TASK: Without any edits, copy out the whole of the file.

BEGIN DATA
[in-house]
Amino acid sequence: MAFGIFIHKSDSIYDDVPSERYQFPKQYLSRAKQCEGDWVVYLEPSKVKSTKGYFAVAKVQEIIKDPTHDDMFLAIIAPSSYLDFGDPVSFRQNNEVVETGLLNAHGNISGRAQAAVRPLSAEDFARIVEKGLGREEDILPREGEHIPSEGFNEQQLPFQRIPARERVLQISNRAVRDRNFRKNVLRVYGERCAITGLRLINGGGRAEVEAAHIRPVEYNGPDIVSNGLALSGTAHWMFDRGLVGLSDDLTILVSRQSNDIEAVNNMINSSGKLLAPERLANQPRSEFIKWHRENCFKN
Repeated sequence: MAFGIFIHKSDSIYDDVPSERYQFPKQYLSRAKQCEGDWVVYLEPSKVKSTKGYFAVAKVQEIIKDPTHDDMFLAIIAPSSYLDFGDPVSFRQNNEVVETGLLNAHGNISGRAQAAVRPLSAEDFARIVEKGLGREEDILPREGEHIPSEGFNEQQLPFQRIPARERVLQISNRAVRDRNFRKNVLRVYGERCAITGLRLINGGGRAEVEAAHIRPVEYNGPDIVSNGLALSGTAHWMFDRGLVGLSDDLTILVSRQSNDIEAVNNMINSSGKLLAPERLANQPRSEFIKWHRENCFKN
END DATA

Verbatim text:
[in-house]
Amino acid sequence: MAFGIFIHKSDSIYDDVPSERYQFPKQYLSRAKQCEGDWVVYLEPSKVKSTKGYFAVAKVQEIIKDPTHDDMFLAIIAPSSYLDFGDPVSFRQNNEVVETGLLNAHGNISGRAQAAVRPLSAEDFARIVEKGLGREEDILPREGEHIPSEGFNEQQLPFQRIPARERVLQISNRAVRDRNFRKNVLRVYGERCAITGLRLINGGGRAEVEAAHIRPVEYNGPDIVSNGLALSGTAHWMFDRGLVGLSDDLTILVSRQSNDIEAVNNMINSSGKLLAPERLANQPRSEFIKWHRENCFKN
Repeated sequence: MAFGIFIHKSDSIYDDVPSERYQFPKQYLSRAKQCEGDWVVYLEPSKVKSTKGYFAVAKVQEIIKDPTHDDMFLAIIAPSSYLDFGDPVSFRQNNEVVETGLLNAHGNISGRAQAAVRPLSAEDFARIVEKGLGREEDILPREGEHIPSEGFNEQQLPFQRIPARERVLQISNRAVRDRNFRKNVLRVYGERCAITGLRLINGGGRAEVEAAHIRPVEYNGPDIVSNGLALSGTAHWMFDRGLVGLSDDLTILVSRQSNDIEAVNNMINSSGKLLAPERLANQPRSEFIKWHRENCFKN